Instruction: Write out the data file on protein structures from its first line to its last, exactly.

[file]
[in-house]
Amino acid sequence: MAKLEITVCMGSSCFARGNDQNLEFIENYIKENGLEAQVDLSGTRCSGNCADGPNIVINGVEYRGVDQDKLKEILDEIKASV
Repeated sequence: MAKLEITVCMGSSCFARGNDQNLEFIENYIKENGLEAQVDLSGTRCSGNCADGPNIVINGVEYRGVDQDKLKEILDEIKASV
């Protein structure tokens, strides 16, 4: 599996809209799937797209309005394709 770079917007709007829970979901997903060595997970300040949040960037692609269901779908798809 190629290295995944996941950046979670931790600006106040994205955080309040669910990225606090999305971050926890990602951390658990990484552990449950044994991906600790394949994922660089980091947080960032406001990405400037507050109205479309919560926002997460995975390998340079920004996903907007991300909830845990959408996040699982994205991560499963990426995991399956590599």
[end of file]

[in-house]
Amino acid sequence: MAKLEITVCMGSSCFARGNDQNLEFIENYIKENGLEAQVDLSGTRCSGNCADGPNIVINGVEYRGVDQDKLKEILDEIKASV
Repeated sequence: MAKLEITVCMGSSCFARGNDQNLEFIENYIKENGLEAQVDLSGTRCSGNCADGPNIVINGVEYRGVDQDKLKEILDEIKASV
């Protein structure tokens, strides 16, 4: 599996809209799937797209309005394709 770079917007709007829970979901997903060595997970300040949040960037692609269901779908798809 190629290295995944996941950046979670931790600006106040994205955080309040669910990225606090999305971050926890990602951390658990990484552990449950044994991906600790394949994922660089980091947080960032406001990405400037507050109205479309919560926002997460995975390998340079920004996903907007991300909830845990959408996040699982994205991560499963990426995991399956590599």